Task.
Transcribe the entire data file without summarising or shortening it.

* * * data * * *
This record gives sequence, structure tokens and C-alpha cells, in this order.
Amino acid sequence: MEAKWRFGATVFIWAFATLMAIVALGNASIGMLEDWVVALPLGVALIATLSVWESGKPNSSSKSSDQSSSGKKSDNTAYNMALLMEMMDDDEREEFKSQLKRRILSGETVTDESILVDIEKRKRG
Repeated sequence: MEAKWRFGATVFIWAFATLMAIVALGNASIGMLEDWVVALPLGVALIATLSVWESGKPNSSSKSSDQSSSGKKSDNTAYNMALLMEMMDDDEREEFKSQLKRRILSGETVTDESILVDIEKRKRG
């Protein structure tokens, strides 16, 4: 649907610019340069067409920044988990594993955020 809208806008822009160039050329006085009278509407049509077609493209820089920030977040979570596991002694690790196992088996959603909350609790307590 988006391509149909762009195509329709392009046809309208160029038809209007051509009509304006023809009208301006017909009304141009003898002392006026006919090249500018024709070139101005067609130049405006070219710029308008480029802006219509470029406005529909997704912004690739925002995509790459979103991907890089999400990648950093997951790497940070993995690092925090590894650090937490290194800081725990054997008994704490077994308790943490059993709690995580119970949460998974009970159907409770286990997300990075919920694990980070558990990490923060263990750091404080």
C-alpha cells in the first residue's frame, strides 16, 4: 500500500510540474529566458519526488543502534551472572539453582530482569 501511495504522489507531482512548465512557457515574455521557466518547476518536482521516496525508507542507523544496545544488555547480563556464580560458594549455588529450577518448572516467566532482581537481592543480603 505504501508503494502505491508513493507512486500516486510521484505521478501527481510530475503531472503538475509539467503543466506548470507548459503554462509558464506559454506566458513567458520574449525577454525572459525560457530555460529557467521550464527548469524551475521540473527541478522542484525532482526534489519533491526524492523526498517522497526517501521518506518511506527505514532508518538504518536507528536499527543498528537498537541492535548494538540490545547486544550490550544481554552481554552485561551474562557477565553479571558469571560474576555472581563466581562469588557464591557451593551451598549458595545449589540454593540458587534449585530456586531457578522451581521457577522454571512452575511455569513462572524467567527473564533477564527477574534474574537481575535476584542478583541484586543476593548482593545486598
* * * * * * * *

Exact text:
This record gives sequence, structure tokens and C-alpha cells, in this order.
Amino acid sequence: MEAKWRFGATVFIWAFATLMAIVALGNASIGMLEDWVVALPLGVALIATLSVWESGKPNSSSKSSDQSSSGKKSDNTAYNMALLMEMMDDDEREEFKSQLKRRILSGETVTDESILVDIEKRKRG
Repeated sequence: MEAKWRFGATVFIWAFATLMAIVALGNASIGMLEDWVVALPLGVALIATLSVWESGKPNSSSKSSDQSSSGKKSDNTAYNMALLMEMMDDDEREEFKSQLKRRILSGETVTDESILVDIEKRKRG
């Protein structure tokens, strides 16, 4: 649907610019340069067409920044988990594993955020 809208806008822009160039050329006085009278509407049509077609493209820089920030977040979570596991002694690790196992088996959603909350609790307590 988006391509149909762009195509329709392009046809309208160029038809209007051509009509304006023809009208301006017909009304141009003898002392006026006919090249500018024709070139101005067609130049405006070219710029308008480029802006219509470029406005529909997704912004690739925002995509790459979103991907890089999400990648950093997951790497940070993995690092925090590894650090937490290194800081725990054997008994704490077994308790943490059993709690995580119970949460998974009970159907409770286990997300990075919920694990980070558990990490923060263990750091404080």
C-alpha cells in the first residue's frame, strides 16, 4: 500500500510540474529566458519526488543502534551472572539453582530482569 501511495504522489507531482512548465512557457515574455521557466518547476518536482521516496525508507542507523544496545544488555547480563556464580560458594549455588529450577518448572516467566532482581537481592543480603 505504501508503494502505491508513493507512486500516486510521484505521478501527481510530475503531472503538475509539467503543466506548470507548459503554462509558464506559454506566458513567458520574449525577454525572459525560457530555460529557467521550464527548469524551475521540473527541478522542484525532482526534489519533491526524492523526498517522497526517501521518506518511506527505514532508518538504518536507528536499527543498528537498537541492535548494538540490545547486544550490550544481554552481554552485561551474562557477565553479571558469571560474576555472581563466581562469588557464591557451593551451598549458595545449589540454593540458587534449585530456586531457578522451581521457577522454571512452575511455569513462572524467567527473564533477564527477574534474574537481575535476584542478583541484586543476593548482593545486598